by Rochelle DelaCruz
To all of our holiday gatherings in Seattle, my mother-in-law brings ears. I don’t mean that she’s a good listener. I mean that she brings The Ears.
I tell her, “Just bring yourself.” I figure that when you get past 65, you should be able to retire not only from work but also from cooking, at least for large family get-togethers. But my mother-in-law insists. “I’ll just bring the ears…for Rrrroy,” rolling that r with extra affection for her son.
You’d think by now our children would be used to ears at the table, but not those little tyrants. Recalling earlier dinners, I give them one of my gentle pep talks. “Gramma’s bringing ears on Thursday and I don’t wanna see any face or hear any lip from any of you. Got it?” I point my finger and run it in front of those three conspirators.
“Gross,” says one of the boys.
“Eeeeuuu!” says the girl.
The youngest looks like he’s going to cry. “Yuuuuk! Why do we have to have ears on Thanksgiving?”
“Maybe so you can be thankful you can hear,” I remind them. When are they going to learn? Their grandmother always prepares for her oldest son their father, pig ears: boiled, diced, then picked with garlic and vinegar. “He loves this,” she told me early in our marriage. I figure that someday I should learn how to make them, but as we’re planning our holiday dinners, she always says, “I’ll just make the pig ears since you’re busy with the other dishes.” And I admit I am happy that she takes charge of the ears.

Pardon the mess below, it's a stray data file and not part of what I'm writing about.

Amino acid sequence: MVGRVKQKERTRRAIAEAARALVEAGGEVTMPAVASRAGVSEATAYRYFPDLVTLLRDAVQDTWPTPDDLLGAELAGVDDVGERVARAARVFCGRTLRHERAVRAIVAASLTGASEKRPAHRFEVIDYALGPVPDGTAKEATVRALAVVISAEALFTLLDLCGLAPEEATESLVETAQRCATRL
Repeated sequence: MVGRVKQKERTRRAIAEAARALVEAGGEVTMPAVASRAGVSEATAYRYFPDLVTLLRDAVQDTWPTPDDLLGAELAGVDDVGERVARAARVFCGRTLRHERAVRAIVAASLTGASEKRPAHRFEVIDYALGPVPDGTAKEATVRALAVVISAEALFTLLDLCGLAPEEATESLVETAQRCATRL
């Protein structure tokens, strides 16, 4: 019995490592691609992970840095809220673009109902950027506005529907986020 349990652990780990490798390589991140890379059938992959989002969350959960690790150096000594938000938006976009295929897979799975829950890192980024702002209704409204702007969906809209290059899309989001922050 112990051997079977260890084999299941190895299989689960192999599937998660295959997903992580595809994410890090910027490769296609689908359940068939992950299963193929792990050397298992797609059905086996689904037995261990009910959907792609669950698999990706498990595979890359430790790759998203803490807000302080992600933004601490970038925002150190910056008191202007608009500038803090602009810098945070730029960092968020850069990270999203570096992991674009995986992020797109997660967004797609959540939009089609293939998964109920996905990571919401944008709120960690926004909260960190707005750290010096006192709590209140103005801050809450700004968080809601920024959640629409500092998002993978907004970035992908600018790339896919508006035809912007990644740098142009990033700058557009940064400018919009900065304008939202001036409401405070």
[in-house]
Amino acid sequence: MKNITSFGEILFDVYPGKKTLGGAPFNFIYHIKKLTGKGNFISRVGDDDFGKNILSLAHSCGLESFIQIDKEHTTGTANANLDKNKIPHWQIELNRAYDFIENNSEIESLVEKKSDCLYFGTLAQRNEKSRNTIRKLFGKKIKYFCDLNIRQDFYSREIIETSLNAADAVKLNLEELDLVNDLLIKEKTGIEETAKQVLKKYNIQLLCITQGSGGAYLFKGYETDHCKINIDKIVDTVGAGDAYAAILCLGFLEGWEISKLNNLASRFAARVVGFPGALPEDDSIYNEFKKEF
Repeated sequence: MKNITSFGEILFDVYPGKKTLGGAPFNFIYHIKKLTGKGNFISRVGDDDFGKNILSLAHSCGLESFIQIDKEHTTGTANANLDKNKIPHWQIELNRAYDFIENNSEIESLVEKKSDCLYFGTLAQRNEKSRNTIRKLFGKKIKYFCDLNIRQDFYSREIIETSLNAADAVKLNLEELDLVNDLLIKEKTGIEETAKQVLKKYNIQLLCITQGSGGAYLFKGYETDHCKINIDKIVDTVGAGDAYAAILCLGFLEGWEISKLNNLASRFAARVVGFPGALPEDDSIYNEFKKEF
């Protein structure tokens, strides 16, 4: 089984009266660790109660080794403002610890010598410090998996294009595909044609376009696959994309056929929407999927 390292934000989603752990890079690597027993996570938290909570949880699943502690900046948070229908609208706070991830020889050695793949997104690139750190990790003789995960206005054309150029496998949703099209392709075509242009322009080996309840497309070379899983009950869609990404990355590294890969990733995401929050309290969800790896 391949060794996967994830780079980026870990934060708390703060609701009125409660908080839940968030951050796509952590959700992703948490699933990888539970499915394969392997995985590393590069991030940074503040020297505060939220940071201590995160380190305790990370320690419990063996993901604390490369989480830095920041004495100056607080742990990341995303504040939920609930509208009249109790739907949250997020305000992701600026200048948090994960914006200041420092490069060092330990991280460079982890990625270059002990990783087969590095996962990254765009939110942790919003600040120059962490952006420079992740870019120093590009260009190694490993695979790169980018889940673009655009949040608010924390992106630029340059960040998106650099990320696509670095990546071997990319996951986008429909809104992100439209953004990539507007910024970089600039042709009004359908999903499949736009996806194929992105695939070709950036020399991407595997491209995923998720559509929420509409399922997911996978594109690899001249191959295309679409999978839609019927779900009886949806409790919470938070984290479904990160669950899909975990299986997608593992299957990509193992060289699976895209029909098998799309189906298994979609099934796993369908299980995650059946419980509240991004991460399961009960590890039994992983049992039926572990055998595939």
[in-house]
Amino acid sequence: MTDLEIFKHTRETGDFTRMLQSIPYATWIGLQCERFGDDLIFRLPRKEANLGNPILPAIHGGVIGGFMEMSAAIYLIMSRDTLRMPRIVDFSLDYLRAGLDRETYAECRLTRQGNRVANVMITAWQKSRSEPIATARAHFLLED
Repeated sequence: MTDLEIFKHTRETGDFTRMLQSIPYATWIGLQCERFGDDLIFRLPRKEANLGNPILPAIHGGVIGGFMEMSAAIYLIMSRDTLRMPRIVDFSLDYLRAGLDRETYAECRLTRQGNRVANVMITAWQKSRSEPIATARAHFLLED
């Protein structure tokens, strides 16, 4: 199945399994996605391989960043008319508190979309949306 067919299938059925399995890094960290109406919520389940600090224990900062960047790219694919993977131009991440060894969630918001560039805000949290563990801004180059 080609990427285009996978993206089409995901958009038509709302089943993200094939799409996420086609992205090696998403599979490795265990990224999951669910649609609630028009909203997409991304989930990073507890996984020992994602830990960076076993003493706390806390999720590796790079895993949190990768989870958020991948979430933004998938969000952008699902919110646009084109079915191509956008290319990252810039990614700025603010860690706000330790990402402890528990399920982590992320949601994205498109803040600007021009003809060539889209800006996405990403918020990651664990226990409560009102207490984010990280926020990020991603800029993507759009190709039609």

I learned long ago that if I let those picky kids of mine have their way, they’d tell me to throw out the turkey neck, long-simmered in stock, and the tender tail, pulled from the bird as soon as it comes out of the oven, instead of serving them as juicy appetizers. I’d have to banish the heart, liver and gizzard from giblet gravy. And you wouldn’t even be hearing about these ears, if I allowed those food know-nothings to dictate good eating. But I don’t.
When their grandmother shows up with the ears in her faithful Tupperware covered container, I bring her my best bowl that she gave me one Christmas, and watch as she gently spoons the ears from plastic to crystal.
Then I take the sparkling bowl of ears and put it there on the table, right next to the turkey, in the place of honor.
From Emmie Villarino
My mother-in-law died in 2001, before I learned from her how to prepare the pig ears. But her dear friend Emmie Villarino shared this recipe with me, so that I can carry on the fine tradition. Mahalo Emmie! ~RdC
2 lbs of pig ears – clean, boil until ears are tender and drain.
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